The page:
Plato And Patricia King 2000 years ago, Plato, one of the forefathers of Western civilization, materialized the foundational ideas on reflective thinking in the “Allegory of the Cave”, which stemmed from the “Republic.” In his essay, he symbolically shows the stages and value of reaching a higher level of thinking. Being able to reflectively think is so important, it is still being discussed in our modern times. In the essay “How do we know? Why do we Believe?”, by Patricia King, the stages of thinking are outlined in order to help educators better teach critical thinking. She describes how people process information and arrive at conclusions. Her aspirations for the essay are to help people move from pre-reflective thinking to reflective. Kings thinking stages are symbolically represented in Platos essay.
This connection shows how after thousands of years, reflective thinking is still needed in our societies. In the “Allegory of the Cave” from the Republic, Plato describes a situation about men chained to the walls of a cave. The men are shown nothing but shadows from puppets, consequently they believe it to be reality. When they hear voices, they have no doubt those come from the shadows too. Plato then asks, what would happen if one of the men was released and shown real objects outside the cave? Would he trust them as real or would he think they were illusions too? After his eyes grow accustomed to the light and he understood the seasons of the Earth, would he want to return to the cave? Plato then inquires, if the man were to venture back in the cave and tell his peers that the shadows were illusions, would they just say the mans eyes were destroyed by whatever he saw outside the cave? And even possibly try to kill him? In Platos story, he symbolizes the stages of thinking very well.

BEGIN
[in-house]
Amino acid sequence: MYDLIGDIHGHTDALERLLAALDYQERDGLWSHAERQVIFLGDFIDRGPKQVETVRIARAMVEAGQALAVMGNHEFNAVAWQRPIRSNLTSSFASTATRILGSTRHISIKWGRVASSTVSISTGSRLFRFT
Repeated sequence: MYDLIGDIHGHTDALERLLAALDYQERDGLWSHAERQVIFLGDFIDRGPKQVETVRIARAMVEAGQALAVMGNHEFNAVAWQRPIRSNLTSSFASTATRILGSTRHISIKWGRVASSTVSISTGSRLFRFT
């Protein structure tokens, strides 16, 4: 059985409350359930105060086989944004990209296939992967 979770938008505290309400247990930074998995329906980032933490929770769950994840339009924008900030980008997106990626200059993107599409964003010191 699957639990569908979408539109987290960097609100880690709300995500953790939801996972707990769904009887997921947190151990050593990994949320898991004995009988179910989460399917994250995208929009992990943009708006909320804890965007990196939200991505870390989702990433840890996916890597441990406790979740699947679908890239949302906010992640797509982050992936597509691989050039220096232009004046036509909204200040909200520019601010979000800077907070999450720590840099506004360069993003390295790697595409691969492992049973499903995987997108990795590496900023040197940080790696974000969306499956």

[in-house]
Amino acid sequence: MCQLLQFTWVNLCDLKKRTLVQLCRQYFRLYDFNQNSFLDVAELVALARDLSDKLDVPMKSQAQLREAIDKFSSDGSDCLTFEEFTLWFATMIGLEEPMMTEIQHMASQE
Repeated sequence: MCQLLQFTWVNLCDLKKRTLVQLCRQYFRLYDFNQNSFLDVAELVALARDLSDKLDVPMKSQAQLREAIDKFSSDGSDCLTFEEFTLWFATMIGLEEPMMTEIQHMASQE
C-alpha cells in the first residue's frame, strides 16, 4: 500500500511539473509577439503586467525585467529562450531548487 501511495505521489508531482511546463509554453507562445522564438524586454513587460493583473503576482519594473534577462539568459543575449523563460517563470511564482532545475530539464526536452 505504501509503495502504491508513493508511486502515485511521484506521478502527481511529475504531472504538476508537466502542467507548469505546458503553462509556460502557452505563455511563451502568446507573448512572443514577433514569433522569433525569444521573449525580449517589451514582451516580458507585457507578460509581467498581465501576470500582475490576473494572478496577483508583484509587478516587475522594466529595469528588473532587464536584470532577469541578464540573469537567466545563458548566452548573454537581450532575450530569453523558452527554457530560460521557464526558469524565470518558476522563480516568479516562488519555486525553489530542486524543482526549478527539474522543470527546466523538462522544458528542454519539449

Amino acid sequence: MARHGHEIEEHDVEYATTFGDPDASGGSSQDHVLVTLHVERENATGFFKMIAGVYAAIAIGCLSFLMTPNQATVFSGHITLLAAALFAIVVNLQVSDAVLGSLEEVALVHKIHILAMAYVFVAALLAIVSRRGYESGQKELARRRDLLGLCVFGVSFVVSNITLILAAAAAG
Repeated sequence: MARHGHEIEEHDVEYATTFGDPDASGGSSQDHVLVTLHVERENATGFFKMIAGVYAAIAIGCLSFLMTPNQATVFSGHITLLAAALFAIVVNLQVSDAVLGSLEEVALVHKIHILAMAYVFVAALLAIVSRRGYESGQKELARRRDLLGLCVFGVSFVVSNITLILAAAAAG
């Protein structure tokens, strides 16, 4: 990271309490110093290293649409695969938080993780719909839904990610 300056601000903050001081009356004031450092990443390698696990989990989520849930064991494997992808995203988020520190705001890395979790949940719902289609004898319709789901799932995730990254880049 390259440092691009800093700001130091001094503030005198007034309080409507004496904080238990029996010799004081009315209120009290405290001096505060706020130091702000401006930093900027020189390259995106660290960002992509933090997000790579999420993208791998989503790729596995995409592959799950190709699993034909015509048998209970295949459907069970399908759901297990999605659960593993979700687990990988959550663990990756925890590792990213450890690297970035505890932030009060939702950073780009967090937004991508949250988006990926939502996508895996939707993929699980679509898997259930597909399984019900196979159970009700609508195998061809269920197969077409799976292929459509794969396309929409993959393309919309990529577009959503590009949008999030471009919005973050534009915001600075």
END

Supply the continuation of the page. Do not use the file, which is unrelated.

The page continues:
The man released from the cave goes through developmental stages which are profiled in Kings essay. Throughout Platos and Kings essay, both continually show the need for teachers or in Platos case, authority figures. Kings essay can very well be used to explain Platos. A correlation amongst essays written thousands of years apart shows an overwhelming importance with reflective thinking in societies. This higher thinking is clearly shown to be needed in order for civilizations to survive.
King outlines the different stages in thinking, which in-turn correspond to Platos essay. Stage one and two of Kings outline are, “characterized by the assumption that knowledge is gained through direct, personal observation or through the word of an authority figure..”(section 11) This quote clearly pertains to the men believing the caves shadows were reality. They think what they see, in other words their personal observations, must be true. Whatever is illuminating the shadows can be seen as the mens authority figures. If this light show is all they have known for their whole lives, they will be convinced it is real. In Platos essay, authority figures play a major role in the lives of the men in the caves and the development of their thought processes.
Kings whole essay is directed at teachers being able to understand and help their students reach a higher level of thinking. King and Plato, though 2000 years apart, similarly agree on the necessity of teachers. King describes stage three as answers exist, but are temporarily inaccessible. This stage is reflected when the man is being dragged out of the cave and his eyes are hurt by the light. While his eyes are adjusting to the light, he knows answers are out there, but at the moment he cannot see and understand them.